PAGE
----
ROS production. All cell lines at 2 × 105 cells were seeded in 6-well plates (2 mL per well) in DMEM with 10% FBS and cultured overnight. The following day, cells were washed twice with PBS (1 mL) and kept in DMEM without FBS for 2 h. Then, 100 µg of CCNs diluted in culture medium were incubated with cells for 24 h at 37 °C and 5% CO2. After incubation period, cells were washed twice with PBS, and stained with a 10 µM dichorofluorescein (DCFA-DA) solution for 30 min and analyzed on a flow cytometer. As control cells were stained with propidium iodide (PI) 46 µM and a BL2 (575/24 nm) detector was used for detection of red fluorescence.
Confocal Microscopy. All cell lines were seeded on round coverslips at 6 × 104 cells per slide one day prior to the assay. Particles were diluted prior to the assay as described for flow cytometry. Cells were washed with PBS, and 100 µg of CCNs, diluted in culture medium, were incubated with cells for 6 h at 37 °C and 5% CO2.
After incubation, cells were washed with PBS, fixed in 0.25% glutaraldehyde in PBS for 10 min, and permeabilized with Triton X-100 (0.1% in PBS). The cells were then washed with PBS solution for 5 min and subsequently stained with 1 μg/mL of Hoechst 33342 for 5 min at room temperature.
Imaging tests were carried out with a Zeiss LSM700 (Zeiss, Germany) confocal microscope equipped with an Axio Observer Z1 (Zeiss, Goettingen, Germany) inverted microscope using a suitable oil-immersion objective (63X magnification, with 1.46 NA). Laser beams at λ = 405 nm and λ = 488 nm excitation wavelengths were used for imaging the nuclei and the fluorescent nanocrystals, respectively.
In order to improve targeting efficiency and limit the systemic toxicity effects of CCNs, we studied methods to graft HSA on nanocrystals and obtain a pure protein corona. Two pathways were compared: a simpler, direct method (using unmodified environmentally friendly CaCO3), and a surface functionalization with amino groups (using (3-aminopropyl)triethoxysilane to modulate the surface behavior of the nanocrystals). DLS, TEM, and TGA-DSC analysis were used to confirm the functionalization of CCNs and study the conjugates. HSA coating reduced the hydrodynamic diameter and prevented aggregation or agglomeration of the nanocrystals.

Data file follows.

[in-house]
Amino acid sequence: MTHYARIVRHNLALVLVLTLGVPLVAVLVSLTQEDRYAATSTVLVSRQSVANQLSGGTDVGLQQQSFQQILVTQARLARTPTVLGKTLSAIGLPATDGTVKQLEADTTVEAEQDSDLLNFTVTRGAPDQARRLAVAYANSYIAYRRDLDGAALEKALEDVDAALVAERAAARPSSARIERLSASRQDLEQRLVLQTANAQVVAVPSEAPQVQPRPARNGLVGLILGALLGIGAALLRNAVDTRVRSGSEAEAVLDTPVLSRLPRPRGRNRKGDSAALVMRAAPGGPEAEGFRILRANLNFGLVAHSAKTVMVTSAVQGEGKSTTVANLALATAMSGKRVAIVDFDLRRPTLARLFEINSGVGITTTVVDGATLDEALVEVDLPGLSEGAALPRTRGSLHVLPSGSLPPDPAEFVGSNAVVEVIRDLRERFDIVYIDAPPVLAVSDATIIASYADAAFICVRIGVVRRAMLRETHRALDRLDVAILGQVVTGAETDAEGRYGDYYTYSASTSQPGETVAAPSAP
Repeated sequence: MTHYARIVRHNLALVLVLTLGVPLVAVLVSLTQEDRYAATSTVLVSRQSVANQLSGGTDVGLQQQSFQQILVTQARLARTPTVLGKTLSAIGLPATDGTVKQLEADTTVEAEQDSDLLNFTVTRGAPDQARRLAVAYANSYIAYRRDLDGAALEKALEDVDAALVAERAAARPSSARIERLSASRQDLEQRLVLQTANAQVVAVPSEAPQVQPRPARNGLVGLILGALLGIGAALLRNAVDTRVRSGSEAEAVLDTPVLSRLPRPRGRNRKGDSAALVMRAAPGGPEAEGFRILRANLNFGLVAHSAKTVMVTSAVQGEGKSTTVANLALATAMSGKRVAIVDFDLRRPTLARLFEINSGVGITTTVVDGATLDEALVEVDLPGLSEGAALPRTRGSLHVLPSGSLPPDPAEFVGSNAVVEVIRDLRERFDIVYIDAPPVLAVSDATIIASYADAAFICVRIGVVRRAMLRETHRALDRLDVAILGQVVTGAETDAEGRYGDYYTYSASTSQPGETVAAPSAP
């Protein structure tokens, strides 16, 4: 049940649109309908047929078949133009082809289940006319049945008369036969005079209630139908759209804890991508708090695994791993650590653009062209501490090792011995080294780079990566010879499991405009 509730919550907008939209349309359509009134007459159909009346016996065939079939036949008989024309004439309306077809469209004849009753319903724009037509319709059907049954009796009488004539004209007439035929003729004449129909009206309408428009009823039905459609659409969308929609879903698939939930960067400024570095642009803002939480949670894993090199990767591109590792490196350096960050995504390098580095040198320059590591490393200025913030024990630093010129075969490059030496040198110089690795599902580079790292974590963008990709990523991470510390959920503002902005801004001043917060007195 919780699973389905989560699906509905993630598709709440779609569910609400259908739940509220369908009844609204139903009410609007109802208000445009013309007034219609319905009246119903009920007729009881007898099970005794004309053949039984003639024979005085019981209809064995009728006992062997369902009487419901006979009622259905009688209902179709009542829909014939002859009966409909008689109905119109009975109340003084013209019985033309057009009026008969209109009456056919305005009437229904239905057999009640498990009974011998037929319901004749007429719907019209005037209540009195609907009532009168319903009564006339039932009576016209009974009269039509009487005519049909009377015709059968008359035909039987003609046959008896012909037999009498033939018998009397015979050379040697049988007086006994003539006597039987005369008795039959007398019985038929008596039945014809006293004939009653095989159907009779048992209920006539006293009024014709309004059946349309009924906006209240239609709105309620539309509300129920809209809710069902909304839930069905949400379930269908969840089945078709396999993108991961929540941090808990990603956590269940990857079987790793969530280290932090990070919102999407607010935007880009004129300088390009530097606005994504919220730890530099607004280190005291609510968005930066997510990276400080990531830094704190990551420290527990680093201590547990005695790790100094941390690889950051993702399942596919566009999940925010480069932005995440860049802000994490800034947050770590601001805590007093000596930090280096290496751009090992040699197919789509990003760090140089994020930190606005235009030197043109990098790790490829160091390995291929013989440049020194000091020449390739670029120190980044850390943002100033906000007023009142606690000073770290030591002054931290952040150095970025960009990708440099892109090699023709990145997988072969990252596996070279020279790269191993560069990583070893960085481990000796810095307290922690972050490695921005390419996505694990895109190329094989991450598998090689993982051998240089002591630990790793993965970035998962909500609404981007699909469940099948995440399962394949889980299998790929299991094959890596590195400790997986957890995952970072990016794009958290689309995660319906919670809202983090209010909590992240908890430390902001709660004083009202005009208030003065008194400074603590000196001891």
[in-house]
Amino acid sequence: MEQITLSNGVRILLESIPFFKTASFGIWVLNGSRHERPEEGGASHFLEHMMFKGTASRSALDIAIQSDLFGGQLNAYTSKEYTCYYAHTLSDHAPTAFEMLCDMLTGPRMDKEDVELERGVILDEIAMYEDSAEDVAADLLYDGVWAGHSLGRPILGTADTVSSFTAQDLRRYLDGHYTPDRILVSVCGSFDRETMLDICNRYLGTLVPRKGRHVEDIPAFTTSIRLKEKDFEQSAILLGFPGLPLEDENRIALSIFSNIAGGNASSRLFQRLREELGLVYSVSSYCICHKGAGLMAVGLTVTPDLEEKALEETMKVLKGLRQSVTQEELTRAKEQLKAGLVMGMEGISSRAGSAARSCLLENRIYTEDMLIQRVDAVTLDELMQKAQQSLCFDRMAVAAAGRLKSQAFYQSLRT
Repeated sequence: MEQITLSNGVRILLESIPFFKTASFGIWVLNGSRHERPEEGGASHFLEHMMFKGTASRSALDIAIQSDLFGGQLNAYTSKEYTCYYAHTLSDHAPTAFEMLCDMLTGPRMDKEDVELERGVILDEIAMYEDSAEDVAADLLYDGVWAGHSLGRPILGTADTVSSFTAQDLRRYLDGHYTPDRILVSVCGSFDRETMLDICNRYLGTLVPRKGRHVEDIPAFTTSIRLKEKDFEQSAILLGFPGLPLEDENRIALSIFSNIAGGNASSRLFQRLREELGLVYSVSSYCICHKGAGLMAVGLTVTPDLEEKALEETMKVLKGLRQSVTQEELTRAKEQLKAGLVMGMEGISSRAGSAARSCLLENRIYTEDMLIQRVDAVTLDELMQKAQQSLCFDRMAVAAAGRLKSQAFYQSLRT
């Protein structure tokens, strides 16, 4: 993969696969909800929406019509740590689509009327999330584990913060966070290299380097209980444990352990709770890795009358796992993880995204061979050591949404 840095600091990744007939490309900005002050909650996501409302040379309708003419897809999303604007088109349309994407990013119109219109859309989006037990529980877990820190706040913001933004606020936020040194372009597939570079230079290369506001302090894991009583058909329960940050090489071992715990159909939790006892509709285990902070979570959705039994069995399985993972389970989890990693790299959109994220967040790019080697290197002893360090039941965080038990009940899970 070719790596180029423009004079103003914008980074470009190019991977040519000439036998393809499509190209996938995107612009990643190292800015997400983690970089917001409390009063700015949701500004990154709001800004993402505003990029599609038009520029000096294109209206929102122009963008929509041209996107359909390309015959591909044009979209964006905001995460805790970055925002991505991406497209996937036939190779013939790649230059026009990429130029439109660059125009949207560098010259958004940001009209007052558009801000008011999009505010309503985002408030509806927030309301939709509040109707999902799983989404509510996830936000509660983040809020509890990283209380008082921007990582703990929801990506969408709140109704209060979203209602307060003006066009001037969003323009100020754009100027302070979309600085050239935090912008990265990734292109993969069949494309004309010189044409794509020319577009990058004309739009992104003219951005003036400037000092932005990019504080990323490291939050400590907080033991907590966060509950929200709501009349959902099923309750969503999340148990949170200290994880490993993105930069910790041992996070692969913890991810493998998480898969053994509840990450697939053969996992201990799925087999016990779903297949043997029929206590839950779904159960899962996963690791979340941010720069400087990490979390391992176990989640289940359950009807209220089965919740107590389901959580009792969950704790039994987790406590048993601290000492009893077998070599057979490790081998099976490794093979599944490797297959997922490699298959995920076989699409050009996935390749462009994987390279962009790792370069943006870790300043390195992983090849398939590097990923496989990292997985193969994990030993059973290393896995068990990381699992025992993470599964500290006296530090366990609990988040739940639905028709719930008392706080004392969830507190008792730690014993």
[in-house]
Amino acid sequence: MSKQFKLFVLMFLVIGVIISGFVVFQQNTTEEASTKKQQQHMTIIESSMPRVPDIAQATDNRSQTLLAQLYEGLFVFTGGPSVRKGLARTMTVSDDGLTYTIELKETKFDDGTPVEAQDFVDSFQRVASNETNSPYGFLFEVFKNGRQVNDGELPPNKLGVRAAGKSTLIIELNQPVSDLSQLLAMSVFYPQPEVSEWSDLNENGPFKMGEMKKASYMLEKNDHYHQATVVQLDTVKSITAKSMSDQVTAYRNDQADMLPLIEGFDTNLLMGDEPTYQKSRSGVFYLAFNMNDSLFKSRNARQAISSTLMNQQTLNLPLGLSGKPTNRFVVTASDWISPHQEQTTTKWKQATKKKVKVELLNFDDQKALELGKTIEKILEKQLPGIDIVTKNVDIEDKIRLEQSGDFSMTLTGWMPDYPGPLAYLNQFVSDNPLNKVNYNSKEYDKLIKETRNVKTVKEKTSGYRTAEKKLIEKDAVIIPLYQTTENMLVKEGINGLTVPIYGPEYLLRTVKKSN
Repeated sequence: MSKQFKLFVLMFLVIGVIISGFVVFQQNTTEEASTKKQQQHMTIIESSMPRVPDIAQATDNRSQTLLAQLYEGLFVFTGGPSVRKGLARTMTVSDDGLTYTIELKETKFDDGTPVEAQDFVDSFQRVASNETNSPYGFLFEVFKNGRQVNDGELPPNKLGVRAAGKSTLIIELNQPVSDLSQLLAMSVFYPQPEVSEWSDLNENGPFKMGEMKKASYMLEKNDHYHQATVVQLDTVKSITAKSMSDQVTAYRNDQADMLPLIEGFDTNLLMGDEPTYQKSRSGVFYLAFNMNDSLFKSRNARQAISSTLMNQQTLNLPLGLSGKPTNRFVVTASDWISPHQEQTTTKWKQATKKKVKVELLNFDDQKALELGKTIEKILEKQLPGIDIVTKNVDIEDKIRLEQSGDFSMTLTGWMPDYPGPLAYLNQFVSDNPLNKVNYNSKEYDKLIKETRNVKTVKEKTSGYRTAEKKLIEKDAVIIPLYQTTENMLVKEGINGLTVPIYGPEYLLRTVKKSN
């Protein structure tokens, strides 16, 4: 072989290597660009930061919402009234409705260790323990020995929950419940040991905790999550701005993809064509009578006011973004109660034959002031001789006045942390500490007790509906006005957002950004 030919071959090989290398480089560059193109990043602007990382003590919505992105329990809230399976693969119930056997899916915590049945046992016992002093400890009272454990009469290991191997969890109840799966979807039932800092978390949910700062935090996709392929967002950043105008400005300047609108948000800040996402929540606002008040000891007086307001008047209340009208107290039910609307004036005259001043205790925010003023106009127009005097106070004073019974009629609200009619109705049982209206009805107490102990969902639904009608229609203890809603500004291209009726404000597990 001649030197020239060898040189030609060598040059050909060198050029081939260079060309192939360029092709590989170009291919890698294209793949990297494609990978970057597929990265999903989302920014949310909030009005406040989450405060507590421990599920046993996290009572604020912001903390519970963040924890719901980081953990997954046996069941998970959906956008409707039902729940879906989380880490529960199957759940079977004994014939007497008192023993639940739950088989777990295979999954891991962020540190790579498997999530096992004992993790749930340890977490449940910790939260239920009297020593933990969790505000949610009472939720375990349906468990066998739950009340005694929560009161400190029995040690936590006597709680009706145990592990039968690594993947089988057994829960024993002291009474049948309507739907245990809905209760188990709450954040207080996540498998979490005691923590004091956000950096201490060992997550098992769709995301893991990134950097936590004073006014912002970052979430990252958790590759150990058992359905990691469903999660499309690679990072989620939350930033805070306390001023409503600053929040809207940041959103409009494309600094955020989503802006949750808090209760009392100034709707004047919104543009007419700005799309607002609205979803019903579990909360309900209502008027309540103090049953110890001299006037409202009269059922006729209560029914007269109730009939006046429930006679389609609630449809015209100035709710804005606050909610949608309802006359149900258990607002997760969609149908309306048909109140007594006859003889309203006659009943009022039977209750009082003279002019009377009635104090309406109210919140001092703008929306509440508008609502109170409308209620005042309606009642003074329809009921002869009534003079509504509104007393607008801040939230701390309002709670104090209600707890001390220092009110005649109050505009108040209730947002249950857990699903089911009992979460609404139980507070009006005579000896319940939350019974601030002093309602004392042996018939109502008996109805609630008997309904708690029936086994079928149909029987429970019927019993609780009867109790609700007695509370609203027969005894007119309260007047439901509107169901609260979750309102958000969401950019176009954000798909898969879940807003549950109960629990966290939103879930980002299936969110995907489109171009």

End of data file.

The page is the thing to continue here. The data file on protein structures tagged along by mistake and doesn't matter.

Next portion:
The amino groups proved essential to obtain the best bio-functionalization of CCNs with HSA, in comparison with pristine CCNs and HSA, as measured by the bicinchocinic assay. In fact, a larger amount of protein was observed in the amino-functionalized sample (75.8% bio-conjugation efficiency) with respect to the pristine CCNs (43.2% bio-conjugation efficiency). DSC confirmed the presence of a specific thermal event associated with the presence of HSA in the samples. Confocal microscopy on FITC-labeled samples confirmed that three human cancer cell lines MCF-7 (breast cancer), Caco-2 (epithelial colorectal adenocarcinoma), and HeLa (cervical cancer), efficiently internalize CCNs−NH2-FITC-HSA and CCNs-HSA-FITC. Moreover, while the fluorescence of non-HSA-functionalized samples was dispersed in the cytoplasm, z-stack sections confirmed the localization of the conjugates in the perinuclear region.
These results suggest that the CCNs-HSA conjugates show an improved uptake ability in cancer cell lines with respect to naked CCNs. The internalization studies verify that the endocytosis patterns depend on chemical functionalization and bioconjugation. The surface charge and the bio-functionalization affect the efficiency and the pathway of cellular uptake.
All these results indicate that CCNs-HSA conjugates deserve further insights as targeted nanocarriers of anticancer compounds.